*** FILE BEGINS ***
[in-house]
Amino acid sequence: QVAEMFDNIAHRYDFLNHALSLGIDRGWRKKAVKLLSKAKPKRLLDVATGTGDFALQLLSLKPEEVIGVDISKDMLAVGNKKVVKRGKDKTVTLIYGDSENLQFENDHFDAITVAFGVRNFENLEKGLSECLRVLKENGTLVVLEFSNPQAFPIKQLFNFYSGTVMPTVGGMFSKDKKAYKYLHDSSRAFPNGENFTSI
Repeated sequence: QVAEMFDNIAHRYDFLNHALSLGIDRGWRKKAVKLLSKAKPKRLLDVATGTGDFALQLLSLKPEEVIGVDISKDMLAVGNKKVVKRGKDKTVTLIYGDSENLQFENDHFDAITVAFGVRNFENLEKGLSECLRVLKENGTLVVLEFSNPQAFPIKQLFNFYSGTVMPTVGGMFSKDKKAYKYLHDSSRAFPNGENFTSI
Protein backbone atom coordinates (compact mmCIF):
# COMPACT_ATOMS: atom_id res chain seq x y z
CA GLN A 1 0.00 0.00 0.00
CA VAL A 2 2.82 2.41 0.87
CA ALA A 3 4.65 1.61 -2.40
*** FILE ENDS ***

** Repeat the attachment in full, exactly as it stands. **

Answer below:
[in-house]
Amino acid sequence: QVAEMFDNIAHRYDFLNHALSLGIDRGWRKKAVKLLSKAKPKRLLDVATGTGDFALQLLSLKPEEVIGVDISKDMLAVGNKKVVKRGKDKTVTLIYGDSENLQFENDHFDAITVAFGVRNFENLEKGLSECLRVLKENGTLVVLEFSNPQAFPIKQLFNFYSGTVMPTVGGMFSKDKKAYKYLHDSSRAFPNGENFTSI
Repeated sequence: QVAEMFDNIAHRYDFLNHALSLGIDRGWRKKAVKLLSKAKPKRLLDVATGTGDFALQLLSLKPEEVIGVDISKDMLAVGNKKVVKRGKDKTVTLIYGDSENLQFENDHFDAITVAFGVRNFENLEKGLSECLRVLKENGTLVVLEFSNPQAFPIKQLFNFYSGTVMPTVGGMFSKDKKAYKYLHDSSRAFPNGENFTSI
Protein backbone atom coordinates (compact mmCIF):
# COMPACT_ATOMS: atom_id res chain seq x y z
CA GLN A 1 0.00 0.00 0.00
CA VAL A 2 2.82 2.41 0.87
CA ALA A 3 4.65 1.61 -2.40